Die, Mommie, Die!

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Die, Mommie, Die!
Die Mommie Die -poster-.jpg
Theatrical release poster
Directed by Mark Rucker
Produced by Dante Di Loreto
Anthony Edwards
Bill Kenwright
Screenplay by Charles Busch
Based on Die, Mommie, Die! 
by Charles Busch
Starring Charles Busch
Jason Priestley
Frances Conroy
Philip Baker Hall
Stark Sands
Natasha Lyonne
Music by Dennis McCarthy
Cinematography Kelly Evans
Edited by Philip Harrison
Aviator Films
Bill Kenwright Films
Distributed by Sundance Film Series
Release dates
  • January 20, 2003 (2003-01-20) (Sundance)
  • October 31, 2003 (2003-10-31)
Running time
94 minutes
Country United States
Language English
Box office $320,092[1]

Die, Mommie, Die! is a 2003 American satirical comedy film written by Charles Busch, who also plays the lead role. Partly spoof and partly homage, it draws heavily on the tropes and themes of American "Grande Dame Guignol" films and plays from the 1950s and 1960s that featured strong, sometimes dominating female leads, such as those by Bette Davis (Dead Ringer) and Ethel Merman (Gypsy). It was later performed onstage in 2007 under the same name.


The film opens with Angela Arden kneeling in front of her twin sister Barbara's grave. Angela is a lounge singer who is attempting to resuscitate her floundering career, which became obsolete around the same time Barbara committed suicide. She's unhappily married to her film director husband Sol Sussman, with whom they have two children–Lance, who is gay and emotionally disturbed, and Edith, a "daddy's girl" who is openly contemptuous of her mother. Also living in the house is the snoopy maid Bootsie, who is infatuated with Sol. Bored and unhappy, Angela begins cheating on her husband with Tony Parker, a tennis-playing "lothario" and failed actor who is reputed to be well endowed.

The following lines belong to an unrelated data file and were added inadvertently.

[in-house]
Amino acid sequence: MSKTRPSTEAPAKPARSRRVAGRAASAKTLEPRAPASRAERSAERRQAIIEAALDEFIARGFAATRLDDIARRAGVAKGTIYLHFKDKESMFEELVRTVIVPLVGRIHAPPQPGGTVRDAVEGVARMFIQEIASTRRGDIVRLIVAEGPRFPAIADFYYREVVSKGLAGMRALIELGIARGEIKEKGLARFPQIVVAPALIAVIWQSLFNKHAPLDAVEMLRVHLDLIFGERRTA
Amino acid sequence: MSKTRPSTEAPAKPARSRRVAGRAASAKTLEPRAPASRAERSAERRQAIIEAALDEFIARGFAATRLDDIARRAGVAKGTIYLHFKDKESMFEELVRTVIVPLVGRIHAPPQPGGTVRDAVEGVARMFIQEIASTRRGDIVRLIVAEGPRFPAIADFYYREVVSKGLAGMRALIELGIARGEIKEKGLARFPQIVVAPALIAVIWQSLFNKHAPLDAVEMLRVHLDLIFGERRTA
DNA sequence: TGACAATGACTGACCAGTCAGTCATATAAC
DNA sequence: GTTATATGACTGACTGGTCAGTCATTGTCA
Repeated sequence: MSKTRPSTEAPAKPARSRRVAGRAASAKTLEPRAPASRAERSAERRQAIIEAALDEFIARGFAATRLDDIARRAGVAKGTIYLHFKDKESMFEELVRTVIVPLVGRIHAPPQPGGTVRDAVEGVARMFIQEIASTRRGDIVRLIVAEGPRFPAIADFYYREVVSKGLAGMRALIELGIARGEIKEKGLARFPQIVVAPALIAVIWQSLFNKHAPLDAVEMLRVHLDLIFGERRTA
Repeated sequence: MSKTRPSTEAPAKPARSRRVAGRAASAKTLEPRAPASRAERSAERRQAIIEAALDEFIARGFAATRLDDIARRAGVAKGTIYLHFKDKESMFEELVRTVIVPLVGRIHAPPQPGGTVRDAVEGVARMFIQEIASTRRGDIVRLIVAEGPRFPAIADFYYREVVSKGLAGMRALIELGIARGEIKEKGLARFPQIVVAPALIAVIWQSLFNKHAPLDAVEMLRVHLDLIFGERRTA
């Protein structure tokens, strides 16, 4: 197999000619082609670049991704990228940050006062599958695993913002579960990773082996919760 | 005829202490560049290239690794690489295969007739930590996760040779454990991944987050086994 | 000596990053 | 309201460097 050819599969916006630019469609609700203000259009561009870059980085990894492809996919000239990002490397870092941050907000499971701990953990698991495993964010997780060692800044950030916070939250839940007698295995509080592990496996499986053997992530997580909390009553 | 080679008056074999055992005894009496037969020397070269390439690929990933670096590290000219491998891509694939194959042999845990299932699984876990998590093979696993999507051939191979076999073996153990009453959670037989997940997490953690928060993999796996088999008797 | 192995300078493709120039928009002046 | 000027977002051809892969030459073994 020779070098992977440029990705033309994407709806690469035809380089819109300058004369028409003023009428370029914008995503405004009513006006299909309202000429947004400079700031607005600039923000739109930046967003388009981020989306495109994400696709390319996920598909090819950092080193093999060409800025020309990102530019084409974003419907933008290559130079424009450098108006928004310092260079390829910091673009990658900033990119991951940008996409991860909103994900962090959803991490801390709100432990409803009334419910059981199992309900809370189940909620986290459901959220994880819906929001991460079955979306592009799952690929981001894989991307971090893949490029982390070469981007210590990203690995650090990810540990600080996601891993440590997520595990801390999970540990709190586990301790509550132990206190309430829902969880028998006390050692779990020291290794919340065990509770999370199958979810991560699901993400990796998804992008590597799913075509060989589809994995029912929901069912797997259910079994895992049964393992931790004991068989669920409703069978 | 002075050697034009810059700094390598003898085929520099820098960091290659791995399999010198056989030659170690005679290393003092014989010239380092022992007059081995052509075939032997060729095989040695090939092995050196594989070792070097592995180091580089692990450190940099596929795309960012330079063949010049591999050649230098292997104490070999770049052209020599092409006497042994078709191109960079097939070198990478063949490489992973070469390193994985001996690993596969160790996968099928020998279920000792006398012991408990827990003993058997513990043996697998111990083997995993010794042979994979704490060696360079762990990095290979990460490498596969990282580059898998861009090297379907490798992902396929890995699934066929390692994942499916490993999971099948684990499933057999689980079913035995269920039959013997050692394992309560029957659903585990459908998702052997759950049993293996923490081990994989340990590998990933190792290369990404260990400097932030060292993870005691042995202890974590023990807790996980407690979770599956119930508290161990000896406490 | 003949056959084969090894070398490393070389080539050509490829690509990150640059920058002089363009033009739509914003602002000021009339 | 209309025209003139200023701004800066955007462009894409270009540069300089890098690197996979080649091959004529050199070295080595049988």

Sol finds out after hiring a private detective to follow Angela around. He confronts her about it but he refuses to divorce her. Instead, he gives her "life in prison". Not only does he cancel all of Angela's credit cards, he forbids her from performing at an engagement in New York, destroying the contract before she has a chance to sign it. Feeling trapped and eager to get her hands on her husband's money, Angela poisons an ever-constipated Sol with an arsenic-laced suppository.

Despite the fact that Angela receives virtually nothing in Sol's will, her children, along with Bootsie, begin to suspect Angela's involvement. And the suspicious circumstances of Sol's death bring old questions about Angela's sister's death to light. Edith–and later Lance–hatch a plot to get her to confess. Meanwhile, Tony successfully seduces both the children, taking an unusual interest in the details surrounding Aunt Barbara's death. After Bootsie is found dead, the children eventually get Angela to confess her crimes by lacing her evening coffee with LSD.